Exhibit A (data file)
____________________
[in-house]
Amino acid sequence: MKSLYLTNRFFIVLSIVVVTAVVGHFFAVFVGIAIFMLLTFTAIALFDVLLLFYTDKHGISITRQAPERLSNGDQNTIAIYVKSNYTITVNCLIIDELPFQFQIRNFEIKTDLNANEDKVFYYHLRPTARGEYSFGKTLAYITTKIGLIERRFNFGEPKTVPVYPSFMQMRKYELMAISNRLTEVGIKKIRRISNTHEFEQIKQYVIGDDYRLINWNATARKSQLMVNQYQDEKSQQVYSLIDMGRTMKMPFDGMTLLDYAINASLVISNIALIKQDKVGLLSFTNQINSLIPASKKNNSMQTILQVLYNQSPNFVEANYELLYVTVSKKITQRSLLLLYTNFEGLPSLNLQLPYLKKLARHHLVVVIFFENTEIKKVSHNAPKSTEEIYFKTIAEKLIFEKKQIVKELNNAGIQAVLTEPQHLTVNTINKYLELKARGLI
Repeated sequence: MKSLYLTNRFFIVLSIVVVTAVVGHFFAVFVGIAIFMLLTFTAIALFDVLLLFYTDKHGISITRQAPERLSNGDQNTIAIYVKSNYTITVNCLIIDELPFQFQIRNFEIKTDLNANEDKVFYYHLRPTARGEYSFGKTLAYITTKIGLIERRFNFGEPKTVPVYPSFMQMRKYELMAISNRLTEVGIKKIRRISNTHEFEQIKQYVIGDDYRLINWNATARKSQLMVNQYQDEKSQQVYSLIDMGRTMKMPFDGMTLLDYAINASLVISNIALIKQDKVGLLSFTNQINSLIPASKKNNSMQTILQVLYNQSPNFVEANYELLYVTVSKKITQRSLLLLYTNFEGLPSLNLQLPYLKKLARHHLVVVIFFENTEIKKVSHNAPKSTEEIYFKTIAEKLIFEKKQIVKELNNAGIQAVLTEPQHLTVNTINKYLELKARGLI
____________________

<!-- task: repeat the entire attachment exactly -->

[in-house]
Amino acid sequence: MKSLYLTNRFFIVLSIVVVTAVVGHFFAVFVGIAIFMLLTFTAIALFDVLLLFYTDKHGISITRQAPERLSNGDQNTIAIYVKSNYTITVNCLIIDELPFQFQIRNFEIKTDLNANEDKVFYYHLRPTARGEYSFGKTLAYITTKIGLIERRFNFGEPKTVPVYPSFMQMRKYELMAISNRLTEVGIKKIRRISNTHEFEQIKQYVIGDDYRLINWNATARKSQLMVNQYQDEKSQQVYSLIDMGRTMKMPFDGMTLLDYAINASLVISNIALIKQDKVGLLSFTNQINSLIPASKKNNSMQTILQVLYNQSPNFVEANYELLYVTVSKKITQRSLLLLYTNFEGLPSLNLQLPYLKKLARHHLVVVIFFENTEIKKVSHNAPKSTEEIYFKTIAEKLIFEKKQIVKELNNAGIQAVLTEPQHLTVNTINKYLELKARGLI
Repeated sequence: MKSLYLTNRFFIVLSIVVVTAVVGHFFAVFVGIAIFMLLTFTAIALFDVLLLFYTDKHGISITRQAPERLSNGDQNTIAIYVKSNYTITVNCLIIDELPFQFQIRNFEIKTDLNANEDKVFYYHLRPTARGEYSFGKTLAYITTKIGLIERRFNFGEPKTVPVYPSFMQMRKYELMAISNRLTEVGIKKIRRISNTHEFEQIKQYVIGDDYRLINWNATARKSQLMVNQYQDEKSQQVYSLIDMGRTMKMPFDGMTLLDYAINASLVISNIALIKQDKVGLLSFTNQINSLIPASKKNNSMQTILQVLYNQSPNFVEANYELLYVTVSKKITQRSLLLLYTNFEGLPSLNLQLPYLKKLARHHLVVVIFFENTEIKKVSHNAPKSTEEIYFKTIAEKLIFEKKQIVKELNNAGIQAVLTEPQHLTVNTINKYLELKARGLI